Morgan limited him to 5 FGAs and six points and out-rebounded him. And he had 15 points himself in a fashion so quiet I exclaimed "how did that happen?" when someone mentioned it to me in the immediate aftermath.
That is a terrific sign for Morgan's matchup with Vol Jeronne Maymon, who is another 6'8" widebody post type.
The zone did put a brief halt to Michigan's offense after it adapted from a straight 2-3 that Michigan melted into a pile of scrap. To my eyes that drought was largely bad luck. Stauskas had a Blake Griffin-level dunk rattle out; Robinson had a putback facilitated by the zone go halfway down before popping out; a couple of open looks didn't fall. It happens. And then water finds its level.
The best scouting report ever. The way that game played out was downright eerie. Isaiah Taylor takes nothing but floaters; Isaiah Taylor took nothing but floaters aside from a couple of takes where he actually got to the basket, and then he finished with the most Isaiah Taylor line ever: 8/22, all shots from two.
Junk defense after junk defense. The hypothesis that Illinois actually did Michigan a favor by scaring the hell out of them with a 2-3 zone is now upgraded to a theory. It took about four possessions for Texas to decide a straight up 2-3 was even more doomy than their man to man, with the last straw a Morgan dunk from the baseline.
They then switched to a 1-3-1 for one possession, which frustratingly saw Michigan do nothing for about 30 seconds until Stauskas rose for a long contested three that led to a transition opportunity. Barnes immediately shelved that in favor of an odd-looking matchup zone that I couldn't quite figure out. Michigan seemed hesitant about it, too, but eventually Texas started matching up with the wrong dudes. There was that one LeVert three on which he didn't have anyone within ten feet of him.
Mildly mitigated. Normally you'd look at a game in which Michigan picked up 11 offensive rebounds and say that was good enough for shot parity. Nope, as Texas spent the second half rebounding damn near every one on their infinite misses and finished the game with more OREBs than Michigan had DREBs.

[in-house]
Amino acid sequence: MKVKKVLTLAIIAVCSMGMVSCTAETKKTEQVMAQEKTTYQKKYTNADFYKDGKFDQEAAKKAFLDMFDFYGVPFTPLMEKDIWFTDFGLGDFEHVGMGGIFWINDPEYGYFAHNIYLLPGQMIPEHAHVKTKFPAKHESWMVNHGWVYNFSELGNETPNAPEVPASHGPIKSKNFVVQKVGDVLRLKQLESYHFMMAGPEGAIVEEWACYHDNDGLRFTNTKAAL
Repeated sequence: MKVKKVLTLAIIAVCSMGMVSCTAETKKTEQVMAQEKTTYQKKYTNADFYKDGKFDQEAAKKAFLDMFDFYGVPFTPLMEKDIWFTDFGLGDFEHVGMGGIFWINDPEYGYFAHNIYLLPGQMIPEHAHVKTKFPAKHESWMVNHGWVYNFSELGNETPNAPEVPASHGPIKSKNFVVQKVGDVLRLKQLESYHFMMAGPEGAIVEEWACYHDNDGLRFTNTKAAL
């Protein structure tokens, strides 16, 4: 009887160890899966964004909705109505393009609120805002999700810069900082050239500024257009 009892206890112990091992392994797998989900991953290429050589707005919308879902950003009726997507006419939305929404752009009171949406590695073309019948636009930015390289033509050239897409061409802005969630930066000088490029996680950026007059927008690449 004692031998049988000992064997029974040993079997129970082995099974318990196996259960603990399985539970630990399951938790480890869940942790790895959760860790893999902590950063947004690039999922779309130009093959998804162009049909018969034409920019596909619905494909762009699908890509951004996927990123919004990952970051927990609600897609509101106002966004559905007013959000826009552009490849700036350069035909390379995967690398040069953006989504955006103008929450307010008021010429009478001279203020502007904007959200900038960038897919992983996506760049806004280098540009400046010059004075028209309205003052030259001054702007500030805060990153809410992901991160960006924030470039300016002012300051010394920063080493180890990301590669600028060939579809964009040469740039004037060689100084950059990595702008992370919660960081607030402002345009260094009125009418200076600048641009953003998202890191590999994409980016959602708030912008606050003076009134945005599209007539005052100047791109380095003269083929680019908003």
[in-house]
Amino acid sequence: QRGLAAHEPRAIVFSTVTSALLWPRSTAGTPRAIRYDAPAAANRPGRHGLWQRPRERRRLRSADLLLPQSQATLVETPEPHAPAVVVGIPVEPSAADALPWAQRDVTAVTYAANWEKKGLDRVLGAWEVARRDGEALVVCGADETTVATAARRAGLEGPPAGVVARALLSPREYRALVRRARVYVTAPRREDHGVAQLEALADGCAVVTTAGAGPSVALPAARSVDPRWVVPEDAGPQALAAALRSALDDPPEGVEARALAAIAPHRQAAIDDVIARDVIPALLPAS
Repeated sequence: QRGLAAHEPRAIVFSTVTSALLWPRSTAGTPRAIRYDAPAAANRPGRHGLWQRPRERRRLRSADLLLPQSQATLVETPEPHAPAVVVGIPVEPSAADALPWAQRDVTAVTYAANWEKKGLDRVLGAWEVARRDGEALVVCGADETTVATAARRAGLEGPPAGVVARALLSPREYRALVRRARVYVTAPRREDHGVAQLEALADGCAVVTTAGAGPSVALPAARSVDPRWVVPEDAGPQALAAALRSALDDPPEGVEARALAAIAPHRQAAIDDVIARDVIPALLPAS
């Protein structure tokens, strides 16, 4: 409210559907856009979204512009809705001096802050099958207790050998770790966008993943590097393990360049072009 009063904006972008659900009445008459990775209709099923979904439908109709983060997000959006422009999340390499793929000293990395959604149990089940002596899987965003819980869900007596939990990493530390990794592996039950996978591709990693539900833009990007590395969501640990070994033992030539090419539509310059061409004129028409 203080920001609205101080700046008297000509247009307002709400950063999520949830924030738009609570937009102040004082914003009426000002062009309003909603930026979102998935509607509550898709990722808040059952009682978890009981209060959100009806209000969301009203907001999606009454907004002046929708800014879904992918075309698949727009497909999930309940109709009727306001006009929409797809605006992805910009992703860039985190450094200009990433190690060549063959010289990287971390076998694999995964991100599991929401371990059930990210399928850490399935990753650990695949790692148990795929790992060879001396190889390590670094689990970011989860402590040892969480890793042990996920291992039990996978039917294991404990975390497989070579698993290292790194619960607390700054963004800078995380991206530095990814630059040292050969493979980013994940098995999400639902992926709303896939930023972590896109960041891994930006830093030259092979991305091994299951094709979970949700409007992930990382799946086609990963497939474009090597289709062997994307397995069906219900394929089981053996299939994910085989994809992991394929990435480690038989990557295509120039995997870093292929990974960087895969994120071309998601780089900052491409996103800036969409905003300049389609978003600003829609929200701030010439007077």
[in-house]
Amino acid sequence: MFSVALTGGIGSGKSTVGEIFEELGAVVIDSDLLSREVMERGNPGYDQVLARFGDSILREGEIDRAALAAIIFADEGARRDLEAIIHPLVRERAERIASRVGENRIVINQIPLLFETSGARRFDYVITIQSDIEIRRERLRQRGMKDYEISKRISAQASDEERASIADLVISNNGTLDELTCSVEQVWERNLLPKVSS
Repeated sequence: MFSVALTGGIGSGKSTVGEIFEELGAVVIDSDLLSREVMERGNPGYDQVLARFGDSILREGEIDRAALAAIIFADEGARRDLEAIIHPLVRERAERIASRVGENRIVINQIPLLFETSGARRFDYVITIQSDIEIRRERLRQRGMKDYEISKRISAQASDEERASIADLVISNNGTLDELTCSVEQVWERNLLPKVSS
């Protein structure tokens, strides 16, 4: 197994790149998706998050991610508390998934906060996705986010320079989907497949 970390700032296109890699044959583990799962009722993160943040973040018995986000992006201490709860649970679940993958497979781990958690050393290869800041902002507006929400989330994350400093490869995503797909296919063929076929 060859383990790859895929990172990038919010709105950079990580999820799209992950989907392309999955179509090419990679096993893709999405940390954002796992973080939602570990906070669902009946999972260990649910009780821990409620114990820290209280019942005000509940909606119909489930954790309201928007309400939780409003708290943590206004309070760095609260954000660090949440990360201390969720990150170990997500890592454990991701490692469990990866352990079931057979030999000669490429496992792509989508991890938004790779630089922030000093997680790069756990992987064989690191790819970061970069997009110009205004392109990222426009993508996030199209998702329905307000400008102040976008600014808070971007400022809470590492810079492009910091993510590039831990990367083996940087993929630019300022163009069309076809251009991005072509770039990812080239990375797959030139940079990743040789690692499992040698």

That is an alarm bell heading into a matchup with a burly Tennessee outfit, though again some of those just seem like crappy luck. Texas guards grabbed eight of their offensive rebounds and two were credit to "team"; Morgan and Robinson nearly matched the posts' contributions with seven offensive rebounds to Holmes and Ridley's nine. If that minor advantage holds up for the Tennessee posts I'm feeling pretty good about Friday.
Must work on free throw defense. Texas goes 15/16. Cumong man. Michigan did give most of those FTAs to the Texas guards and not their bricklaying bigs, so they couldn't have expected 10/16… but still. Maybe I shouldn't be complaining in a game where Morgan goes 7/8.
A quick look at Tennessee. Much more on this later, of course, but at first glance Tennessee is Texas after leveling up a few more times. They don't shoot well but make up for it by pounding the offensive boards; their defense is tough to shoot against and doesn't force many turnovers. Unlike Texas, Tennessee does a good job of preventing threes from being launched. They also have a semblance of outside shooting.
As you've probably heard, the Vols are huge Kenpom darlings, currently 6th in the rankings despite being an 11 seed. They're favored by a point in a game Kenpom sees as a virtual tossup, and trash Kenpom at your peril—they certainly made short work of UMass and Mercer after an OT win against Iowa.
As per usual, bizarrely high computer rankings are built on margin of victory. Tennessee spent the year blowing out SEC opponents or losing to them narrowly. They finished the year with 76-38, 82-54, and 72-45 win over Vandy, Auburn, and Mizzou; they beat Virginia by 25 in December. They also lost to UTEP, NC State, Texas A&M, and Vandy. They're also 0-3 against the Gators.
3/14/2014 – Michigan 2, Minnesota 3 (OT) – 17-12-4, 9-8-2 Big Ten
3/15/2014 – Michigan 6, Minnesota 2 – 18-12-4, 10-8-2 Big Ten